“This type of budget will start to peel all of [our] work away because then class sizes will increase and [these resources] won’t be there for kids and there won’t be professional development,” said Assistant Superintendent Kerri Anne Quinlan-Zhou. “All of these layers will start to just disintegrate. That’s what we’re concerned about. It’s really hard to build it up, it’s really easy to tear it down and then it takes years to come back.”
The school district sent out layoff notices to 84 employees to plan for a possible failed override. If the override passes, these notices will be rescinded and these staff members will keep their jobs.
If the override fails, classrooms sizes will increase. The typical class size for the district right now is 25 or 26, but schools can see 30 or more in some classes if the district does not receive its requested budget. The district implements a lot of hands-on work, which would not be possible with these large class sizes.
Sports programs and extracurricular activities will be suspended for the district beginning July 1 until the budget is settled. The district administration said that their top priority is student achievement and academics. If the override fails, they will first determine what the classrooms will look like and if there are any funds available, they will decide if they will still be able to provide these opportunities to the students.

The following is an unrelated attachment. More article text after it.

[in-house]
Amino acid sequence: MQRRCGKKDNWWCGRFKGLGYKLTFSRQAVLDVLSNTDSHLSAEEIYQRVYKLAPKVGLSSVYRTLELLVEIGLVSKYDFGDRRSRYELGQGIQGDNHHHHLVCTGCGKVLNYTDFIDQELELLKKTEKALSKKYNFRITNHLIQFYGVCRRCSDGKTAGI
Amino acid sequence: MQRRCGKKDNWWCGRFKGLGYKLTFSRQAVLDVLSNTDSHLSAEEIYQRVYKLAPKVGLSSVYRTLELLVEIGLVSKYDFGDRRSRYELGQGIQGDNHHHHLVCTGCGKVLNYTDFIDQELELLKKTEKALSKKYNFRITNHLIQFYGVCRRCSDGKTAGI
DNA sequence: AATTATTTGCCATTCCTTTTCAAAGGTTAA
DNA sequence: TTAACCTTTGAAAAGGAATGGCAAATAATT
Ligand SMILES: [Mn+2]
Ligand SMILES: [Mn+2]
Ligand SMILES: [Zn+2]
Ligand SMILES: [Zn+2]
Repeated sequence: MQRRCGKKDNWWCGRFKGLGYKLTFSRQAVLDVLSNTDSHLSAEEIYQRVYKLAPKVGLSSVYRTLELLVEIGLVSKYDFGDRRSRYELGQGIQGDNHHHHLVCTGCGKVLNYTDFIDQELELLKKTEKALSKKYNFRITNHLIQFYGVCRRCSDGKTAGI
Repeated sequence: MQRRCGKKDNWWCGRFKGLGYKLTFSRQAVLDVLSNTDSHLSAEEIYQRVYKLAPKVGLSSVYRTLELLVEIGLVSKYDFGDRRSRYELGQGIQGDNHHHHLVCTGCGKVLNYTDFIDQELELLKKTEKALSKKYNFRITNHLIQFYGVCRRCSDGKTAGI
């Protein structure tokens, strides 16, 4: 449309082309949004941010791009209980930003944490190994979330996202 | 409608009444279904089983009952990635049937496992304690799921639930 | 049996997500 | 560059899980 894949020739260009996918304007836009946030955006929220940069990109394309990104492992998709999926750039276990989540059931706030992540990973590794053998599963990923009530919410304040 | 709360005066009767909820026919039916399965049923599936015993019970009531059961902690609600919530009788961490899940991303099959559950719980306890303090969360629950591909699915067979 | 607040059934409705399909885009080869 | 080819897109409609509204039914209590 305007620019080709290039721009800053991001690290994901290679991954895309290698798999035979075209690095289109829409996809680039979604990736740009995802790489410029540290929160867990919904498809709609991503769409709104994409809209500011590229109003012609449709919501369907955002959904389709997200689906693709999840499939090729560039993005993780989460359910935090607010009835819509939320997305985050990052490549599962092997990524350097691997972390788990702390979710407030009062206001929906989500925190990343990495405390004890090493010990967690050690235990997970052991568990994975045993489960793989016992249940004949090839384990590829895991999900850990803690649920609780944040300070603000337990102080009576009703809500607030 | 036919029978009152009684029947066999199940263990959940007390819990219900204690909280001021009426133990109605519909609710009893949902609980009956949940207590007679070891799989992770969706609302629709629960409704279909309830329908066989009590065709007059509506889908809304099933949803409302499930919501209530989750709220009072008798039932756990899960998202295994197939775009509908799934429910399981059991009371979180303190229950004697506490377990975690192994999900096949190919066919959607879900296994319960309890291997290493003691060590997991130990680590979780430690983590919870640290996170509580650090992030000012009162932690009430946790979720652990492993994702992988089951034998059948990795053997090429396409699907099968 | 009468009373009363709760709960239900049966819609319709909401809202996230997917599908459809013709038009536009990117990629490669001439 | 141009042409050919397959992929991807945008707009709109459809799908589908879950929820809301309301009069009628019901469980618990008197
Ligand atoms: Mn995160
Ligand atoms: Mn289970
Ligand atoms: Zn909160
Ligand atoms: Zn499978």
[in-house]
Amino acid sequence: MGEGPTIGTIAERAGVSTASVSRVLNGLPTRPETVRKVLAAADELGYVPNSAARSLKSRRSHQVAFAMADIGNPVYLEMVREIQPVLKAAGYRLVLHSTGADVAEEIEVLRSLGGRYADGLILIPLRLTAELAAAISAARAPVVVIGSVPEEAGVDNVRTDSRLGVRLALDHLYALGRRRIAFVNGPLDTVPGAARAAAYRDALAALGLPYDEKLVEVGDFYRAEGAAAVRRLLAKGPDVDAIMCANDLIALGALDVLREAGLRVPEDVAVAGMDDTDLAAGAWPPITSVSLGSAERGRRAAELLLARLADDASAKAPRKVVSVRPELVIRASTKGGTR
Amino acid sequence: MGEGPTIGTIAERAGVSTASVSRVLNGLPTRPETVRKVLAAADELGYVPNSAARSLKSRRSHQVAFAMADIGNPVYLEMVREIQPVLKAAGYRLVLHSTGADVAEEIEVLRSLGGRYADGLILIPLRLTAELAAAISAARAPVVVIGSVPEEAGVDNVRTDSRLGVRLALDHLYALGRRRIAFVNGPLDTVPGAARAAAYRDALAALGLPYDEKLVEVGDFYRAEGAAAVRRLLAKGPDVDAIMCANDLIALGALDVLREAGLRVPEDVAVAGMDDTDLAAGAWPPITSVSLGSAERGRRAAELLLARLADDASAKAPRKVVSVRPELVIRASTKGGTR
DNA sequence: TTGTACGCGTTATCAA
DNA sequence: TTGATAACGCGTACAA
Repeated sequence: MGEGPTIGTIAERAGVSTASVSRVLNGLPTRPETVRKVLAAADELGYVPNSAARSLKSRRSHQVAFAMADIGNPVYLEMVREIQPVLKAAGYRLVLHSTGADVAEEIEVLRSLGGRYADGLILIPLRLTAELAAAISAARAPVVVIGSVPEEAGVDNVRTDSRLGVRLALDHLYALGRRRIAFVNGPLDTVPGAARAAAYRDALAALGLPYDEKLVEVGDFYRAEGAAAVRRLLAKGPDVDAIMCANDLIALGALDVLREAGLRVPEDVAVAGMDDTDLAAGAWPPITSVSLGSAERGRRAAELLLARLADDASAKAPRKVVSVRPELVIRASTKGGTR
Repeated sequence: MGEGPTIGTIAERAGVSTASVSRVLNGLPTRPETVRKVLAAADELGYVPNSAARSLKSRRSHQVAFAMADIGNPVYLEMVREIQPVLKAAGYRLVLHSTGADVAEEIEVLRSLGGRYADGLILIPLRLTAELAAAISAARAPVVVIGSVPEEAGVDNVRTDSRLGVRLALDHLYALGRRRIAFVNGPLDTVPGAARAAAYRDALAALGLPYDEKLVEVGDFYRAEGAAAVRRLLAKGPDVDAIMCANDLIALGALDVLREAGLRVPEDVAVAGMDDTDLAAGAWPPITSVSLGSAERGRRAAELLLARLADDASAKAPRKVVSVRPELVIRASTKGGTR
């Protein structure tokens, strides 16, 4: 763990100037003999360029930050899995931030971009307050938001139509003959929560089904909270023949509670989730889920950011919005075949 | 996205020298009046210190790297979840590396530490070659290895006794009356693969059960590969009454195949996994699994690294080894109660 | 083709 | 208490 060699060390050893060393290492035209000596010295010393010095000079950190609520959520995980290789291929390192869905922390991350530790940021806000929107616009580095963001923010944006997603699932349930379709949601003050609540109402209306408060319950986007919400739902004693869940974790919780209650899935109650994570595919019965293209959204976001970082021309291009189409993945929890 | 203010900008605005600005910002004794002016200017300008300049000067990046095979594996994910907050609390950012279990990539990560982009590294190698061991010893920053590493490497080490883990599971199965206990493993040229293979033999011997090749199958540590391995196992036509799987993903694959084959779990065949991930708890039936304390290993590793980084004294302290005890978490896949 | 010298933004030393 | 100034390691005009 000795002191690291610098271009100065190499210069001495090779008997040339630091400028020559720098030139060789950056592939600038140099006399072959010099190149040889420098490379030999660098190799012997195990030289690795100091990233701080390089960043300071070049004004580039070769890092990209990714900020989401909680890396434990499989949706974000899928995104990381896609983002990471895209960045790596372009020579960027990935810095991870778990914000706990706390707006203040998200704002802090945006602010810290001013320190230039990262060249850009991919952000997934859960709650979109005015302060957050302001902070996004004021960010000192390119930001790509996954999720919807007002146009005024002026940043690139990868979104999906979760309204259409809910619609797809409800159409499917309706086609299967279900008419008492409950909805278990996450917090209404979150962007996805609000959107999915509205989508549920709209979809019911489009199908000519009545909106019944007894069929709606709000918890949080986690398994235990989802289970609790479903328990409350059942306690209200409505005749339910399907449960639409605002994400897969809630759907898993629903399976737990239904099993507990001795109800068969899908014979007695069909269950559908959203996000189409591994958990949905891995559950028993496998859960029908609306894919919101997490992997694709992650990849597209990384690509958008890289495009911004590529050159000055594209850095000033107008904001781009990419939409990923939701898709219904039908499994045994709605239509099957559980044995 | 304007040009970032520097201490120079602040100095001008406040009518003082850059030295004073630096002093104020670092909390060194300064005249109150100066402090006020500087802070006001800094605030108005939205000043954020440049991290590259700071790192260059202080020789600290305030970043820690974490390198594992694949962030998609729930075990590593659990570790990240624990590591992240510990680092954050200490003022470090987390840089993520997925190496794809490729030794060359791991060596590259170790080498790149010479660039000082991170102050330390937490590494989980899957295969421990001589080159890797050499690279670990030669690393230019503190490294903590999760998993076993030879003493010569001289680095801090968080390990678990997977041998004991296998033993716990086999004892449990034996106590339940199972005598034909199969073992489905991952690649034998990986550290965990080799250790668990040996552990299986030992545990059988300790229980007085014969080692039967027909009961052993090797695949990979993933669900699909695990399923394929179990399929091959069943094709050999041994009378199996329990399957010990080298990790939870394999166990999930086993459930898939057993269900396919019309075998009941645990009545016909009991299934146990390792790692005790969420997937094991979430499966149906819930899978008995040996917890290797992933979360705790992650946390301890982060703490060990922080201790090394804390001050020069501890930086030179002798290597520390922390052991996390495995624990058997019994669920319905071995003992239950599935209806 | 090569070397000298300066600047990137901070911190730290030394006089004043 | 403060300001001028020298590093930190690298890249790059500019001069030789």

“What we’re saying to the town of Rehoboth is we control our own destiny on July 17 if we vote yes,” said Dr. Azar. “If we vote no, we’re destined to lose in the end.”
If the override passes, there will be no impact on the town budget. However, there is no telling what the impact will be if the override vote fails. The budget would then go back to the school committee and they will have 45 days to revisit the budget and resubmit it to the town. After that, there are a multitude of scenarios that could take place. If there is no budget in place by December, the commissioner will come in and set the budget.
“Really, what it boils down to is if you vote yes, you can expect your taxes to go up next year,” said Deignan. “If you vote no, we really don’t know what’s gonna happen cause it really depends on what the regional school committee does. Theoretically, there could be an impact to the town and that impact could be anything from us needing to cut some services, to laying off entire departments, to laying off a significant portion of the town staff.”
Deignan encourages voters to attend the Board of Selectmen’s meeting that will take place at 7:00 on July 9 at the Council on Aging building. At the meeting, there will be a 15-20 minute presentation on property taxes and how a property tax bill is computed, so that voters understand how the override will impact them.
Dr. Azar said that the district needs the override because it can no longer operate properly on a balanced budget with the town. “We want to make sure that the voters understand that we, we meaning the town and the school district, have both tried over the last two years to try to meet a balanced budget, and we just cannot continue to do that because if we do, neither the school or the municipality will survive.”